Saturday morning started out sweet. I decided I’d invite Tia Berry and minha mãe over for brunch. They hadn’t been to the island for a while. I lingered over my early breakfast, planning the menu, and imagining the jokes that Mãe and Tia Berry would tell. I tried to think up a few funny stories I could share with them.
Mãe must have run up from the dock. She came in first, all out of breath, and wrapped me in a big hug.
“Are you all right?” I asked her. She looked a little tired, and her face seemed worn with worry.
“Yeah, I’m fine, Charlie,” she said. “We’ve got news to share, but it can wait. Let’s eat first, and we’ll talk after.”
Tia Berry, too, looked a little tense and worried.
“Everything ok, minha tia?”
“Life sucks, Chazzie,” she said. “I bet you never expected me to say that, but it’s true. It just took me a lifetime to realize it.”
I thought she was joking, doing her best imitation of a crotchety old woman, and I was still chuckling when I sat down with them at the kitchen table.
“Charlie,” began Mãe, “You’ve made a lot of friends in your life, haven’t you?”
“That’s no way to start,” grumbled Tia Berry.
“All right, Berry,” said minha mãe. “Do you want to tell him?”
“Tell me what?” I asked. “Look, whatever you need to tell me, just tell me. Then, we’ll deal with whatever comes up and talk it out, ok? Like we always do.”
Tia Berry began softly.
“We’ve never had to tell you anything like this, Charlie. This is kinda sudden. And it hits close to home. I’m pretty broken up. Mae is, too. That’s why I’m acting weird. I just don’t want to face it.”
“So, it’s your friend Jake, the gardener,” Mãe said. “He collapsed. He was at the garden at the park. And he just… he didn’t get up. They said it was a stroke.”
I didn’t know what to say. This wasn’t something we could just talk out.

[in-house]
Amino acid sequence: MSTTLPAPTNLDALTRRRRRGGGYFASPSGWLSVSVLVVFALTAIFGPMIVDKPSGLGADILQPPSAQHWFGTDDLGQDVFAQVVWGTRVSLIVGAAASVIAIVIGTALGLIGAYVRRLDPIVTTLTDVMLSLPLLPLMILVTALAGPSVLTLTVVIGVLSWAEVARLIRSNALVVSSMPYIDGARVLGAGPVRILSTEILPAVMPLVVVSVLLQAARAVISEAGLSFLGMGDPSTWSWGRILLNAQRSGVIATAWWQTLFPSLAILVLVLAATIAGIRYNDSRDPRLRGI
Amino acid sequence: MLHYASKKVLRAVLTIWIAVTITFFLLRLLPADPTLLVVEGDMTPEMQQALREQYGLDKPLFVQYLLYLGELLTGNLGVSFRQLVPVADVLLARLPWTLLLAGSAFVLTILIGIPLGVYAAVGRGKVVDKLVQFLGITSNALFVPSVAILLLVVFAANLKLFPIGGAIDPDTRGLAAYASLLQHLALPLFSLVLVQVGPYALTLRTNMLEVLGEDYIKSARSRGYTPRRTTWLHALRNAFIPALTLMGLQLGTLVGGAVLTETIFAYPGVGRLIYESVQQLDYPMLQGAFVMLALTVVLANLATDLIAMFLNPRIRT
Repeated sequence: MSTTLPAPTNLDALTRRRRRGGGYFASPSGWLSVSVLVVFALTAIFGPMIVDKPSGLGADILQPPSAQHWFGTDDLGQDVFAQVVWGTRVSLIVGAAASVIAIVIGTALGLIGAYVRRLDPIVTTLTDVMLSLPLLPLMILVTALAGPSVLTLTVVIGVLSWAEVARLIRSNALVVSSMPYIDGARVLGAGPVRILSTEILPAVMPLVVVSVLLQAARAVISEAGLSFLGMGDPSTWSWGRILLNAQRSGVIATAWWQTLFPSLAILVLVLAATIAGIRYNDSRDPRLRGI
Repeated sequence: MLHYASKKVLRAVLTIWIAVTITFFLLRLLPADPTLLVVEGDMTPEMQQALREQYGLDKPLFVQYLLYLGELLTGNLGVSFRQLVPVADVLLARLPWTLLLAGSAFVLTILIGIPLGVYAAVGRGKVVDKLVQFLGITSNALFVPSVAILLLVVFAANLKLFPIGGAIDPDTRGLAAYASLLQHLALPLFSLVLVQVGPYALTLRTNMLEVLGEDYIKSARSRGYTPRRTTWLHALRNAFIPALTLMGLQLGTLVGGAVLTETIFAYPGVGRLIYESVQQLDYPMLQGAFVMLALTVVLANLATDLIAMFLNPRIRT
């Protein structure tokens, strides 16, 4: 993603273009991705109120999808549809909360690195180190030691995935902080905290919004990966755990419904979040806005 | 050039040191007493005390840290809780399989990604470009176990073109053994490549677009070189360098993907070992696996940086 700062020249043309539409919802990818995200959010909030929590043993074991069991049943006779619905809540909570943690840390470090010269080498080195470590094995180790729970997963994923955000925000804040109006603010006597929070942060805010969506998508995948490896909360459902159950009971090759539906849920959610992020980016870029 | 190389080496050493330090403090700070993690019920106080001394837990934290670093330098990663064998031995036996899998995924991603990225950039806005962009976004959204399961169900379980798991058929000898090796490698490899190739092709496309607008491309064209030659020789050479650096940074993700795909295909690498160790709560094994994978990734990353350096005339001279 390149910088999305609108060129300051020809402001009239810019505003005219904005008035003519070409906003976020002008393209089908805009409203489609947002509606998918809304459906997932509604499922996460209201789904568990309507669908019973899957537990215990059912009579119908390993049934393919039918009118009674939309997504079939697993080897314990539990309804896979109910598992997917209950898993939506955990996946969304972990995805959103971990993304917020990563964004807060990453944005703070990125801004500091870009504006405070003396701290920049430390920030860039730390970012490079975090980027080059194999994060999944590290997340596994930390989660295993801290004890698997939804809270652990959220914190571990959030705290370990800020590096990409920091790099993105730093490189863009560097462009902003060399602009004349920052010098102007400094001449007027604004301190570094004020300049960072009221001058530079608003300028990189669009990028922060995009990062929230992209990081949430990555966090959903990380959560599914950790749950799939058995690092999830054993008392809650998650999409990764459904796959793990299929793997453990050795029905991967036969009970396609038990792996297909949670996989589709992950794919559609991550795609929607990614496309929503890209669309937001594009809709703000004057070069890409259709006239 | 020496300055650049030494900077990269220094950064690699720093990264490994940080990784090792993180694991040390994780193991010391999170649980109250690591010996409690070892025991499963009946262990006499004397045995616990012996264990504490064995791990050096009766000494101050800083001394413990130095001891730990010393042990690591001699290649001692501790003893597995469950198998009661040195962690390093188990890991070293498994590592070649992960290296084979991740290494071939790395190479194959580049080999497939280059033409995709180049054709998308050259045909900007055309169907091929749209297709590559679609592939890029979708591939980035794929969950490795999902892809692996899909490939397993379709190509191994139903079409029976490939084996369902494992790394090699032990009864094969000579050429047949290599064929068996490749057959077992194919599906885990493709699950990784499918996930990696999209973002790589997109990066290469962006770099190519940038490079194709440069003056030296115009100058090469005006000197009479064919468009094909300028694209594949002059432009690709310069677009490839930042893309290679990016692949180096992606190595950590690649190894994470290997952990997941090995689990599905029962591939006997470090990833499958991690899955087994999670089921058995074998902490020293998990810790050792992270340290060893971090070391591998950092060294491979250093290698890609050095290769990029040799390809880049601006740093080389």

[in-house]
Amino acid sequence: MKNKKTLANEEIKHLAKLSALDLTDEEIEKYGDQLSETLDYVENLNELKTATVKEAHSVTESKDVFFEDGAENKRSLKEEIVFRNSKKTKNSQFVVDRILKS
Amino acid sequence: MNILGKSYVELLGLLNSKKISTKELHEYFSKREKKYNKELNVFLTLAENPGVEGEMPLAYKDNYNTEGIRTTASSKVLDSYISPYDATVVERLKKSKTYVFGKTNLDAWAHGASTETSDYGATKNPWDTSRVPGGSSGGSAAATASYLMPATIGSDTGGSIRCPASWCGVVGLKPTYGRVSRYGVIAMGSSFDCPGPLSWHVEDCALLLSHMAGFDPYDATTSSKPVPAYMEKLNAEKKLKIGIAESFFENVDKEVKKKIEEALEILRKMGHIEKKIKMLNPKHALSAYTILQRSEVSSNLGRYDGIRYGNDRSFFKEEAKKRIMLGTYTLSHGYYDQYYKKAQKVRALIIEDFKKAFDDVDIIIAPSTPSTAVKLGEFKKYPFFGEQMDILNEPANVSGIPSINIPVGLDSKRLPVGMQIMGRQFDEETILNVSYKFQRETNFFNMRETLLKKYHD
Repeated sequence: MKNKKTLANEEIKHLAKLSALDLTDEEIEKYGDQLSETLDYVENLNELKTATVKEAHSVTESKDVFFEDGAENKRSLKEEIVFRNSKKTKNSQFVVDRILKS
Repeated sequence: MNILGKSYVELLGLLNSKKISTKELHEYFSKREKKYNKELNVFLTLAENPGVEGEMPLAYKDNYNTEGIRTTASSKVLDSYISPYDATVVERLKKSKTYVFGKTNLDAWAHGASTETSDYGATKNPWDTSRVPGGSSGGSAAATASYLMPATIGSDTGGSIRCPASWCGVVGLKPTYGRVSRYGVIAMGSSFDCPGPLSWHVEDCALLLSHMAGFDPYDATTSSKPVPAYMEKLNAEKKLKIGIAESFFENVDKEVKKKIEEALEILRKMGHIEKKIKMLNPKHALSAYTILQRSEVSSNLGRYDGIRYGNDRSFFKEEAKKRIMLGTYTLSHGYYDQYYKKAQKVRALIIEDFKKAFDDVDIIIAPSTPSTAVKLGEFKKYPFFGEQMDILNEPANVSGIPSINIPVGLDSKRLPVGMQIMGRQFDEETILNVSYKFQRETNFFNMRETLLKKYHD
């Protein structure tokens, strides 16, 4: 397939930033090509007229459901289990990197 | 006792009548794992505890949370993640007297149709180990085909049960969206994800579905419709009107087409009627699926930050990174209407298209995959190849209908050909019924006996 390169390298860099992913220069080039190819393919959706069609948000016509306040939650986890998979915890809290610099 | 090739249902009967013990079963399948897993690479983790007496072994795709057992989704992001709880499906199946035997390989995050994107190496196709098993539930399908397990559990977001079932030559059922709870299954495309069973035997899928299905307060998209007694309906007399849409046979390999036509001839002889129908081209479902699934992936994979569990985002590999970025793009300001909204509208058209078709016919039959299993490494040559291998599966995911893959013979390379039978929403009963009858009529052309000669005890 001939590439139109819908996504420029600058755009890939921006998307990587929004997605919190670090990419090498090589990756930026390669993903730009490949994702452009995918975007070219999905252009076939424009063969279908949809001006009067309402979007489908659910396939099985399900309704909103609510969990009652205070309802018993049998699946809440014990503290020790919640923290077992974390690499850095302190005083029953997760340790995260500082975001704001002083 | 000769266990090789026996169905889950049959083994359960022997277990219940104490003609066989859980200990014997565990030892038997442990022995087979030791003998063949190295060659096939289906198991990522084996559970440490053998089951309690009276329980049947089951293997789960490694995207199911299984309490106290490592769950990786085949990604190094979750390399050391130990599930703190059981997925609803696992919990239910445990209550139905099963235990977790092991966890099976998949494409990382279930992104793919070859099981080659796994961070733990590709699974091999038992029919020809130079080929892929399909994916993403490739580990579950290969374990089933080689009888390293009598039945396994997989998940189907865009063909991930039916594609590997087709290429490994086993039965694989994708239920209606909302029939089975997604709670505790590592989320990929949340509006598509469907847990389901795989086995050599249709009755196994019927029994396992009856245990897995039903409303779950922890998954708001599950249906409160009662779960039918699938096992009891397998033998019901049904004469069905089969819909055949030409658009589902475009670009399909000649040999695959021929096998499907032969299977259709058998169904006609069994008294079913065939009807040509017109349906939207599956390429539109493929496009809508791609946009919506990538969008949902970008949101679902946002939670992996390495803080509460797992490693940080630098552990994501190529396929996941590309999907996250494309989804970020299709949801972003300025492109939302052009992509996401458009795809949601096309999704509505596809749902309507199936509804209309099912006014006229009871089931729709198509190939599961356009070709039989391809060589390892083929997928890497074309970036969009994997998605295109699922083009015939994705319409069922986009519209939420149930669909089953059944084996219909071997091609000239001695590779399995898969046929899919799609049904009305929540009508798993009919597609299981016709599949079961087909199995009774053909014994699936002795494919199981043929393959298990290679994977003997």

“How come he didn’t come to the clinic?” I asked, after we sat in silence for a few moments. “I mean before, for a check-up. We’ve got treatments–preventive stuff. We could’ve done something.”
“He didn’t know,” Tia Berry said. “He felt great, and then, bang. Just like that.”
“He should’ve come,” I said. “We would’ve done something.”
“He was always good about going to the doctor,” Mãe said. “In fact, he always got after me and Berry to be sure we got annual exams.”
“I can’t believe it. We would have done something. We could’ve stopped it.”
“Sometimes, things like that just happen,” Mãe said. “People die, Charlie. Friends. Family. You can’t save the world.”
“But I should be able to save friends and family” I said. I knew I was being unreasonable. I was just looking for something to argue with.
“Does it help, being mad?” I asked Tia Berry.
“I’m not mad,” she said. “I’m in denial. You ever heard of it? Big river in Egypt. I’m gonna keep on being in denial until I don’t feel anything anymore. You should try it.”
“She hasn’t been herself,” Mãe said. “She told me on the ferry over that being angry beats being sad. You don’t really believe that, do you, Berry? She doesn’t believe it. How are you, Charlie? Are you ok?”
How was I?
I wasn’t ready for that question. One of my oldest friends succumbed to a stroke. True, he was old, but he wasn’t that much older than Tia Berry. I kept thinking about the last time I’d seen him, which had been at the Bluffs, when he’d told me he was proud of me.
“I hadn’t seen him for a while,” I said, at last. “Not since that night on the Bluffs. You remember that night, Mãe?”
“That was a beautiful night,” she said. “You know what Jake said to me that night, as we were riding the ferry back? He said that he got a lot out of his career as a gardener–and he’d always thought that when he looked back, he’d feel most proud of his award-winning dahlias or his landscaping plans, or something like that. But you know what he said was his best memory of his career? The people he met. He said, if he hadn’t have been a gardener, he never would have met you. And then, he never would have met me or Beryl. Man. I’m always going to remember what his voice sounded like when he said that. It was so warm.”
Tia Berry scowled at me.
“You aren’t crying, are you, Chazzie?” she said. “Don’t start, for once you do, I will, and then I’ll never stop.”